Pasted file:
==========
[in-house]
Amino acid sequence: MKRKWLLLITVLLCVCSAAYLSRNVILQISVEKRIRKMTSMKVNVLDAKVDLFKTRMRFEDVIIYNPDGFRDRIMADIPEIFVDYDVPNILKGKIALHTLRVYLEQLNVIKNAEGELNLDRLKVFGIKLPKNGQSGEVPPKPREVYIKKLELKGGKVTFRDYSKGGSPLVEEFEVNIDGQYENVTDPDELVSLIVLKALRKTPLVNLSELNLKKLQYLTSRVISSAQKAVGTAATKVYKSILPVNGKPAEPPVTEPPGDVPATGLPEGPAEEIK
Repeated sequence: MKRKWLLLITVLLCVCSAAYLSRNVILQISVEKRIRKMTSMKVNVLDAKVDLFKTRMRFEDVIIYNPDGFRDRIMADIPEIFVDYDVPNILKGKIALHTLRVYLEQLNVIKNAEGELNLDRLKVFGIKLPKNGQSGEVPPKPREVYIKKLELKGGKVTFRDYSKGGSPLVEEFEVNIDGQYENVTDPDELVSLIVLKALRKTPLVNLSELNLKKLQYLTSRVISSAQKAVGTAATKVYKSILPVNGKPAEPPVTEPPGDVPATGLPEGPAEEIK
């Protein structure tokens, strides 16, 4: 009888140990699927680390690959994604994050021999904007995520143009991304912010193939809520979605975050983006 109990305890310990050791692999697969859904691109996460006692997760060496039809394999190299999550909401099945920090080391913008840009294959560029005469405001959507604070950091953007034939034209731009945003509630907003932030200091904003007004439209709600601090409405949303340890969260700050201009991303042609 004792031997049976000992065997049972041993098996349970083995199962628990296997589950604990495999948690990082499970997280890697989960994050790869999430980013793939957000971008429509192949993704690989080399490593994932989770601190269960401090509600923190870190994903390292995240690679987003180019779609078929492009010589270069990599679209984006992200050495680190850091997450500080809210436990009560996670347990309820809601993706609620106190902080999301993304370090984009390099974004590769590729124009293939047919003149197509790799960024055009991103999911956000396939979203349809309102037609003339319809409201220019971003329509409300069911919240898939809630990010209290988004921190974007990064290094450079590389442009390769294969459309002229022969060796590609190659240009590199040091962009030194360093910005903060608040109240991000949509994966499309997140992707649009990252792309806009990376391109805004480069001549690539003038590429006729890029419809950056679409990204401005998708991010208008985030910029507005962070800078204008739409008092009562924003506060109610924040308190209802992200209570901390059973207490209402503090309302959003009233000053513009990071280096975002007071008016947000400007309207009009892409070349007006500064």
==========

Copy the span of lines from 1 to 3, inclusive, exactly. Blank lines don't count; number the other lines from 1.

[in-house]
Amino acid sequence: MKRKWLLLITVLLCVCSAAYLSRNVILQISVEKRIRKMTSMKVNVLDAKVDLFKTRMRFEDVIIYNPDGFRDRIMADIPEIFVDYDVPNILKGKIALHTLRVYLEQLNVIKNAEGELNLDRLKVFGIKLPKNGQSGEVPPKPREVYIKKLELKGGKVTFRDYSKGGSPLVEEFEVNIDGQYENVTDPDELVSLIVLKALRKTPLVNLSELNLKKLQYLTSRVISSAQKAVGTAATKVYKSILPVNGKPAEPPVTEPPGDVPATGLPEGPAEEIK
Repeated sequence: MKRKWLLLITVLLCVCSAAYLSRNVILQISVEKRIRKMTSMKVNVLDAKVDLFKTRMRFEDVIIYNPDGFRDRIMADIPEIFVDYDVPNILKGKIALHTLRVYLEQLNVIKNAEGELNLDRLKVFGIKLPKNGQSGEVPPKPREVYIKKLELKGGKVTFRDYSKGGSPLVEEFEVNIDGQYENVTDPDELVSLIVLKALRKTPLVNLSELNLKKLQYLTSRVISSAQKAVGTAATKVYKSILPVNGKPAEPPVTEPPGDVPATGLPEGPAEEIK